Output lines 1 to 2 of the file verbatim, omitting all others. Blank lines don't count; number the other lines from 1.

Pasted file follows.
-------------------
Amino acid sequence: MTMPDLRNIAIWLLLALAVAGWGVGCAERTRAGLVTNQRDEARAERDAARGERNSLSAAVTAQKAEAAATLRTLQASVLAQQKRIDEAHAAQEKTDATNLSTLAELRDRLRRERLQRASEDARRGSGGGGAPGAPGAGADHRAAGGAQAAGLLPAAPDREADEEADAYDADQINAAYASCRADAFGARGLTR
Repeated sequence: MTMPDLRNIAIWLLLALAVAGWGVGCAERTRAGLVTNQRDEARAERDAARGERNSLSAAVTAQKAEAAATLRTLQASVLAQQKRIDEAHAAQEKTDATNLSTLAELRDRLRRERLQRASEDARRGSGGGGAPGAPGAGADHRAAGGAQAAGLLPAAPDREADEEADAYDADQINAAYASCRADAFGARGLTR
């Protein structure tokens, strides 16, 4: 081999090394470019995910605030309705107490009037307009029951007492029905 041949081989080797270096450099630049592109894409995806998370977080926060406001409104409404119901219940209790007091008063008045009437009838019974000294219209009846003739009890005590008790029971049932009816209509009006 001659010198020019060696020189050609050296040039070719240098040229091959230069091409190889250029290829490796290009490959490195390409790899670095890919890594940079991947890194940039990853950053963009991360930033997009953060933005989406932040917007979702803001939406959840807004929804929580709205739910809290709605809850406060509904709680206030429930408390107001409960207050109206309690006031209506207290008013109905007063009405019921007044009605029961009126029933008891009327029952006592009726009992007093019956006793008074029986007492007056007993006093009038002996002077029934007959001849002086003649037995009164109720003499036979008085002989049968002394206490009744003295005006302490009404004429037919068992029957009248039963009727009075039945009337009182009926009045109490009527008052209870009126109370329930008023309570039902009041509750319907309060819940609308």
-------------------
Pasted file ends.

Amino acid sequence: MTMPDLRNIAIWLLLALAVAGWGVGCAERTRAGLVTNQRDEARAERDAARGERNSLSAAVTAQKAEAAATLRTLQASVLAQQKRIDEAHAAQEKTDATNLSTLAELRDRLRRERLQRASEDARRGSGGGGAPGAPGAGADHRAAGGAQAAGLLPAAPDREADEEADAYDADQINAAYASCRADAFGARGLTR
Repeated sequence: MTMPDLRNIAIWLLLALAVAGWGVGCAERTRAGLVTNQRDEARAERDAARGERNSLSAAVTAQKAEAAATLRTLQASVLAQQKRIDEAHAAQEKTDATNLSTLAELRDRLRRERLQRASEDARRGSGGGGAPGAPGAGADHRAAGGAQAAGLLPAAPDREADEEADAYDADQINAAYASCRADAFGARGLTR